Reference for the Evolutionary Algorithms library.
The EALib supports the implementation of evolutionary algorithms and related techniques. Flexibility was the main design criterion in the development of the library. This documentation gives a short overview of how evolutionary algorithms work, the most important operators, the programming interface and the examples illustrating the usage of the EALib classes.
For a detailed description see Evolutionary Algorithms-Class Library.
The EALib provides special data structures for the implementation of typical evolutionaly algorithms. These include chromosomes (encoding properties), individuals (encoding potential solutions), and populations (multi-sets of solutions). Standard evolutionary algorithms rely on a fitness function for optimization. EALib provides a rather flexible template interface for the implementation of all types of fitness functions. For convenience and unification there exists a standard interface for search algorithms operating on the above data structures and fitness functions. With these elements EALib has a modular structure, making single components are easy to exchange and to extend.
In the following the most important predefined components are briefly introduced.
All types of chromosomes are sub-classes of the basic Chromosome interface. For concrete implementations there are two different strategies. First, the template class ChromosomeT can be used to store simple vectors. The most common use case is ChromosomeT<double> for real vectors. Second, algorithm specific sub-classes, holding any type of data members, can be defined. The most important example of this proceeding is ChromosomeCMA.
Individuals basically consist of their chromosomes. However, a single individual may hold chromosomes of different types. For example, one chromosome may encode a search point, while a second chromosome may encode search strategy information, for example probabilities for the application of certain mutation operators. Therefore, the interface for retrieving chromosomes from individuals can not be type-safe.
For individuals consisting only of a single type of chromosome there is a type-safe alternative. The template IndividualCT<C> consists of chromosomes of type C, while objects of type IndividualT<T> hold chromosomes of type ChromosomeT<T>. Both templates provide type-safe access to the corresponding chromosomes, avoiding error-prone code and dynamic_cast constructions.
On the data level, a population is a set of individuals. Again, there is no type-safe interface to access non-standard individuals in a population. The templates PopulationCT<C>, holding individuals of type IndividualCT<C>, and PopulationT<T>, holding IndividualT<T> objects, provide type-safe interfaces for the most important default cases.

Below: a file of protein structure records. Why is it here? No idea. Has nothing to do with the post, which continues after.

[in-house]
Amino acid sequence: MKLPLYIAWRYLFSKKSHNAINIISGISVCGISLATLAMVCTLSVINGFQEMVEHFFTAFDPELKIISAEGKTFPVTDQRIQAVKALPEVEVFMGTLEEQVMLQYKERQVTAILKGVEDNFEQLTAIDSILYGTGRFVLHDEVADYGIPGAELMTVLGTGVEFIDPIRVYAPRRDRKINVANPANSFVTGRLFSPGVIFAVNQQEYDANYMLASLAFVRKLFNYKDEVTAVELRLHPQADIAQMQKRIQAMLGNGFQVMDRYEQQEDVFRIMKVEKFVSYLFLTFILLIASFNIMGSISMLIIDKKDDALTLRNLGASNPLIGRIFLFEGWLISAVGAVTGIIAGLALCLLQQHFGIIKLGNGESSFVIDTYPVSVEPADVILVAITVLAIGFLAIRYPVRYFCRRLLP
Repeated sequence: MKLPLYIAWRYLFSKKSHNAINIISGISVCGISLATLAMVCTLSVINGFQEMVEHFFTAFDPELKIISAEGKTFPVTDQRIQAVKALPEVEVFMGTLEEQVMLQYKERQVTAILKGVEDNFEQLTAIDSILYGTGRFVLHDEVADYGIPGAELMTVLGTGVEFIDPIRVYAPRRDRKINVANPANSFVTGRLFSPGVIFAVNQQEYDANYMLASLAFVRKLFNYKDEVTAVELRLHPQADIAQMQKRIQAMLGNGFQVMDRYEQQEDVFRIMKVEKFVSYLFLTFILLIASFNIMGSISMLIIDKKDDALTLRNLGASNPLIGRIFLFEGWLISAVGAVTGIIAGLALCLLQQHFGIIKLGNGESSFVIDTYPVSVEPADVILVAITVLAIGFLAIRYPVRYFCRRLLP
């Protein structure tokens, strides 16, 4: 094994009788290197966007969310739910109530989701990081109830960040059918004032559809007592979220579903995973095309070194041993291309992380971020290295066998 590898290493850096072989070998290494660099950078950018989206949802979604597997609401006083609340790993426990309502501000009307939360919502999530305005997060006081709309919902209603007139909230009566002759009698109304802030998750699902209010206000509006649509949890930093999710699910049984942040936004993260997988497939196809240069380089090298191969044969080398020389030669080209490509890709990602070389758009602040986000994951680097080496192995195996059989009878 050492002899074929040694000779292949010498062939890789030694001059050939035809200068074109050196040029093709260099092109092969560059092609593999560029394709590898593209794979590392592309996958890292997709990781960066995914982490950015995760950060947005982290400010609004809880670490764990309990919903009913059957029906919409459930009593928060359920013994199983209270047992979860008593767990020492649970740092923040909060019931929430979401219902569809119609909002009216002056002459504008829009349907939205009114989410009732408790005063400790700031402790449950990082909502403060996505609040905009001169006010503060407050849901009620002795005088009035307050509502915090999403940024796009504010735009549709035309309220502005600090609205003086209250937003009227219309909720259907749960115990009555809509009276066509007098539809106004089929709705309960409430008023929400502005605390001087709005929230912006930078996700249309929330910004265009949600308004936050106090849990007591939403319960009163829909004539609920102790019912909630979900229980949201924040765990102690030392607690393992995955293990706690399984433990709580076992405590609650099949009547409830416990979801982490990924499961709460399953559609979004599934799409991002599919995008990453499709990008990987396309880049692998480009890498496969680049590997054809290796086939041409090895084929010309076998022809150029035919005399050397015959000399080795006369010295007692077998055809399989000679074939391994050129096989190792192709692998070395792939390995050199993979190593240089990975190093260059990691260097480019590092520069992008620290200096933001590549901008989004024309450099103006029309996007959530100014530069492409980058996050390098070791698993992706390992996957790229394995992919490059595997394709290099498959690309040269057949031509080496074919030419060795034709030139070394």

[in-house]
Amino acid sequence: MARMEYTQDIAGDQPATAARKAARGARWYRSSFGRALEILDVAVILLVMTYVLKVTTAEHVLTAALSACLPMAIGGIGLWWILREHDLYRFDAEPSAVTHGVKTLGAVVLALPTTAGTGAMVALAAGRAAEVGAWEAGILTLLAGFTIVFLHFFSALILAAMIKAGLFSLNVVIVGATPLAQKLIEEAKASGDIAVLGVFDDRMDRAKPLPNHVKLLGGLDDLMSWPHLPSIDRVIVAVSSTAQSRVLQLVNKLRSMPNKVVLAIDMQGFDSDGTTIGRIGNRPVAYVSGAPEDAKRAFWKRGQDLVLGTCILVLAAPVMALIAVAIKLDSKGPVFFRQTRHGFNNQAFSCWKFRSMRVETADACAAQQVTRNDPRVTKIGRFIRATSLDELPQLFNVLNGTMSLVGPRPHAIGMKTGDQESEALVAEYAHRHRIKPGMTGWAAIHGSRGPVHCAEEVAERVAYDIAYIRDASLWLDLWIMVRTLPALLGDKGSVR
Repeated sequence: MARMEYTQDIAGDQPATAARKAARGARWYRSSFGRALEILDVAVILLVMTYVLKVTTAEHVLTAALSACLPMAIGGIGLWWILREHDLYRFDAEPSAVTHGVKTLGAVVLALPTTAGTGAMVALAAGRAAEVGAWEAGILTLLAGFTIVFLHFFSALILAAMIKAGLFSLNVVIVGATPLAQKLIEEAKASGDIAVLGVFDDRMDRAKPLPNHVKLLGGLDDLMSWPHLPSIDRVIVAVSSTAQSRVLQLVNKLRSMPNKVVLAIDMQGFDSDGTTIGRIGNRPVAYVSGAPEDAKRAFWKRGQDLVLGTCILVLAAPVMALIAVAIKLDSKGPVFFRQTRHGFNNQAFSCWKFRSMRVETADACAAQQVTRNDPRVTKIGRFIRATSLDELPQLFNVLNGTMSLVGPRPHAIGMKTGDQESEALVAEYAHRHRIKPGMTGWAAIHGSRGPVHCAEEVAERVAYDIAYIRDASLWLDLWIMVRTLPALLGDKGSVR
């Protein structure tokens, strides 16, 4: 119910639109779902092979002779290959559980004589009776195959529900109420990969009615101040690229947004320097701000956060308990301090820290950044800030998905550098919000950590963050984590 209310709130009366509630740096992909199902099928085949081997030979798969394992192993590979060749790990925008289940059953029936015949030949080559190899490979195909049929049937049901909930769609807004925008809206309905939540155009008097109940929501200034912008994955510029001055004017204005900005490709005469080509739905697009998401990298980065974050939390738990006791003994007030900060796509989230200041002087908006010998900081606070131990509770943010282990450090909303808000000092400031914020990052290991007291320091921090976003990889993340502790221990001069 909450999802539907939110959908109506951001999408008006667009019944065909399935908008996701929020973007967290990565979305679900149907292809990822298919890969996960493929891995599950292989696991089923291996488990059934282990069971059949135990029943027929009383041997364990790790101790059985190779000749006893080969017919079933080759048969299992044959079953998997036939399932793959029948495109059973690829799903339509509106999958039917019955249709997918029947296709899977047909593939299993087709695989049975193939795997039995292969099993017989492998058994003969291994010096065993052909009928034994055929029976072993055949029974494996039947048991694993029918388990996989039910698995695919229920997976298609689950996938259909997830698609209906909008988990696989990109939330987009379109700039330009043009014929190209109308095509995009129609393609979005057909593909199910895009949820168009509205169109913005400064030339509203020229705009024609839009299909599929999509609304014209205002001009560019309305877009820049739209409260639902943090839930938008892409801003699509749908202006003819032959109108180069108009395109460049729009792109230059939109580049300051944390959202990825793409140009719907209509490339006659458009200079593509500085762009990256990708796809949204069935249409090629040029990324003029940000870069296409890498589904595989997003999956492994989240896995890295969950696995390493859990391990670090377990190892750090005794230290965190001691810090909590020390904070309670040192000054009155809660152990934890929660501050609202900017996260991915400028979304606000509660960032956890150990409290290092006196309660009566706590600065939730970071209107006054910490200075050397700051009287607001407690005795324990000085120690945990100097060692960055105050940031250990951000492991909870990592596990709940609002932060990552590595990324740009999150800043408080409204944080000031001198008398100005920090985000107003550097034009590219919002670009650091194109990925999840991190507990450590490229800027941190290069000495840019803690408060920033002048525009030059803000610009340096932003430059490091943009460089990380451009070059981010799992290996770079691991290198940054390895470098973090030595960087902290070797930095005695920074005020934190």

The ObjectiveFunction class is the abstract base class of all EALib fitness functions. It counts the function evaluations and provides a name for the objective function object.
Concrete objective functions are descendants of the template ObjectiveFunctionT<T>, where the template type T encodes the search space. The template provides a standard interface for function evaluations (the result method) for single-objective and multi-objective problems, and the operator () for single-objective problems only. Furthermore, this superclass provides optional interfaces for constraint handling and the possibility to provide starting points for the evolutionary search.
A further specialization is the ObjectiveFunctionVS template for fitness functions on vector spaces. The most common type is ObjectiveFunctionVS<double> using double values for the components. This type inherits ObjectiveFunction<T*>. Thus, pointers are used to represent vectors.
The abstract class SearchAlgorithmBase is the base class of all search algorithms. It counts the iterations (generations) and provides a name for the algorithm.
Concrete implementations inherit the template SearchAlgorithm<T>, where T encodes the search space. Like for fitness functions, pointers to double (type double*) are used for real vectors. This interface provides three virtual methods that need to be implemented by every concrete algorithm: The run() method performs a single search iteration (or generation). The methods bestSolutions() and bestSolutionsFitness() return the currently best solutions, which may be a single search point or a set of Pareto optimal solutions in the case of multiple objectives.
Looking at the examples may be the best way to start working with the EALib.